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Open AccessArticle

The Chlamydia trachomatis Extrusion Exit Mechanism Is Regulated by Host Abscission Proteins

1
Department of Medicine, Division of Allergy and Infectious Diseases, Center for Emerging and Reemerging Infectious Disease (CERID), University of Washington, Seattle, WA 98109, USA
2
Division of Infectious Diseases and Immunity, School of Public Health, University of California, Berkeley, CA 94720, USA
*
Author to whom correspondence should be addressed.
Microorganisms 2019, 7(5), 149; https://doi.org/10.3390/microorganisms7050149
Received: 23 April 2019 / Revised: 21 May 2019 / Accepted: 22 May 2019 / Published: 25 May 2019
(This article belongs to the Special Issue Chlamydiae and Chlamydia like Bacteria)
The cellular exit strategies of intracellular pathogens have a direct impact on microbial dissemination, transmission, and engagement of immune responses of the host. Chlamydia exit their host via a budding mechanism called extrusion, which offers protective benefits to Chlamydia as they navigate their extracellular environment. Many intracellular pathogens co-opt cellular abscission machinery to facilitate cell exit, which is utilized to perform scission of two newly formed daughter cells following mitosis. Similar to viral budding exit strategies, we hypothesize that an abscission-like mechanism is required to physically sever the chlamydial extrusion from the host cell, co-opting the membrane fission activities of the endosomal sorting complex required for transport (ESCRT) family of proteins that are necessary for cellular scission events, including abscission. To test this, C. trachomatis L2-infected HeLa cells were depleted of key abscission machinery proteins charged multivesicle body protein 4b (CHMP4B), ALIX, centrosome protein 55 (CEP55), or vacuolar protein sorting-associated protein 4A (VPS4A), using RNA interference (RNAi). Over 50% reduction in extrusion formation was achieved by depletion of CHMP4B, VPS4A, and ALIX, but no effect on extrusion was observed with CEP55 depletion. These results demonstrate a role for abscission machinery in C. trachomatis extrusion from the host cell, with ALIX, VPS4A and CHMP4B playing key functional roles in optimal extrusion release. View Full-Text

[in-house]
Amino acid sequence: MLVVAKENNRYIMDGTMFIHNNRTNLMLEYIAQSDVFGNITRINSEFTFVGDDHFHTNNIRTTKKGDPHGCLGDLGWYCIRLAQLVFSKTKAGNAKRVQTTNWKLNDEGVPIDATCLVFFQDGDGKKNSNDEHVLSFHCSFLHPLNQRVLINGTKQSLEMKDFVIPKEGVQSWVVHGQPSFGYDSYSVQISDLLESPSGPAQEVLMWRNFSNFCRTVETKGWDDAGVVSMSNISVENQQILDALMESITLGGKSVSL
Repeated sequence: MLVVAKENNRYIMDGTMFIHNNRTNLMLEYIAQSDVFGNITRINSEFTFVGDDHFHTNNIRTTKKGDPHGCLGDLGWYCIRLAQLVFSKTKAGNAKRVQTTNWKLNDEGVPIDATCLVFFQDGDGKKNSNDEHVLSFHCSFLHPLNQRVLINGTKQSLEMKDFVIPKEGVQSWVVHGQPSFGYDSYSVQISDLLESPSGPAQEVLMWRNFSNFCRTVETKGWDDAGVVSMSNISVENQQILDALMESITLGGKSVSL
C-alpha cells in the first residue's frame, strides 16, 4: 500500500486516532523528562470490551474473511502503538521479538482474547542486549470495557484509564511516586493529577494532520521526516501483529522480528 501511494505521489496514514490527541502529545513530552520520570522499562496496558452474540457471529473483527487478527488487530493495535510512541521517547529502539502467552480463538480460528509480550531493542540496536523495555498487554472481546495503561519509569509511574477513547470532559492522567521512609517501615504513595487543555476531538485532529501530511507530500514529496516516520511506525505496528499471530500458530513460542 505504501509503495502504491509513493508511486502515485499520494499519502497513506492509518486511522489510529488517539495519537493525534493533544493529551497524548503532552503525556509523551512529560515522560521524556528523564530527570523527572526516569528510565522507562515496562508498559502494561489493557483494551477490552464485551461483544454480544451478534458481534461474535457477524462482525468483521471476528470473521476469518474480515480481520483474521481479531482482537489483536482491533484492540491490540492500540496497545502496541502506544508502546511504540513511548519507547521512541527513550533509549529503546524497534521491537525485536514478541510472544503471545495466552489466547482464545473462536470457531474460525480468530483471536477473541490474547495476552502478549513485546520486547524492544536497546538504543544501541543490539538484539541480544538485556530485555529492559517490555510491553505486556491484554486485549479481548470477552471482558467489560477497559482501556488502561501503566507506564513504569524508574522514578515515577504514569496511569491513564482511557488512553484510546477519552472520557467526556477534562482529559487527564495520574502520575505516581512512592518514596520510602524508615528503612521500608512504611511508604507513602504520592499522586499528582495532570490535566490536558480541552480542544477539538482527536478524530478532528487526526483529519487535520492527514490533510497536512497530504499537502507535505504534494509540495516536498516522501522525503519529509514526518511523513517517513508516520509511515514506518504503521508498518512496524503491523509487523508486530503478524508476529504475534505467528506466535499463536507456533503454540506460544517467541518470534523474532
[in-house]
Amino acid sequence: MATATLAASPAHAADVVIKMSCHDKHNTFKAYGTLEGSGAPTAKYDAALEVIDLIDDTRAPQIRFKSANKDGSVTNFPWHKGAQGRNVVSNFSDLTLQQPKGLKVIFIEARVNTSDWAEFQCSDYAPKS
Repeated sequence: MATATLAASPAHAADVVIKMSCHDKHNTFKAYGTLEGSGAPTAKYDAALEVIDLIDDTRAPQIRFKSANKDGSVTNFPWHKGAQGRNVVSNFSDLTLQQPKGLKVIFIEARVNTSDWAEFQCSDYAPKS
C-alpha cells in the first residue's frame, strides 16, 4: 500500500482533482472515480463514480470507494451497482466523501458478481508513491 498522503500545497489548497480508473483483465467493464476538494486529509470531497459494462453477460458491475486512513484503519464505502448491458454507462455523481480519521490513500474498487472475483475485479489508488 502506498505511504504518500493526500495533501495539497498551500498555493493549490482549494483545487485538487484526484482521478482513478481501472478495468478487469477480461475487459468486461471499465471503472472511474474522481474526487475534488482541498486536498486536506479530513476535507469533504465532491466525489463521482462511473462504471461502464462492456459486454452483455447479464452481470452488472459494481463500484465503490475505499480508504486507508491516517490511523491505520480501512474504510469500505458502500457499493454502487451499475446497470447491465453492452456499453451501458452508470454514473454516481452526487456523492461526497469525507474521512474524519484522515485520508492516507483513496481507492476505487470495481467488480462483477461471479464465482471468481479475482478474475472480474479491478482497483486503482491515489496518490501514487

Keywords: Chlamydia trachomatis; extrusion; abscission Chlamydia trachomatis; extrusion; abscission
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MDPI and ACS Style

Zuck, M.; Hybiske, K. The Chlamydia trachomatis Extrusion Exit Mechanism Is Regulated by Host Abscission Proteins. Microorganisms 2019, 7, 149.

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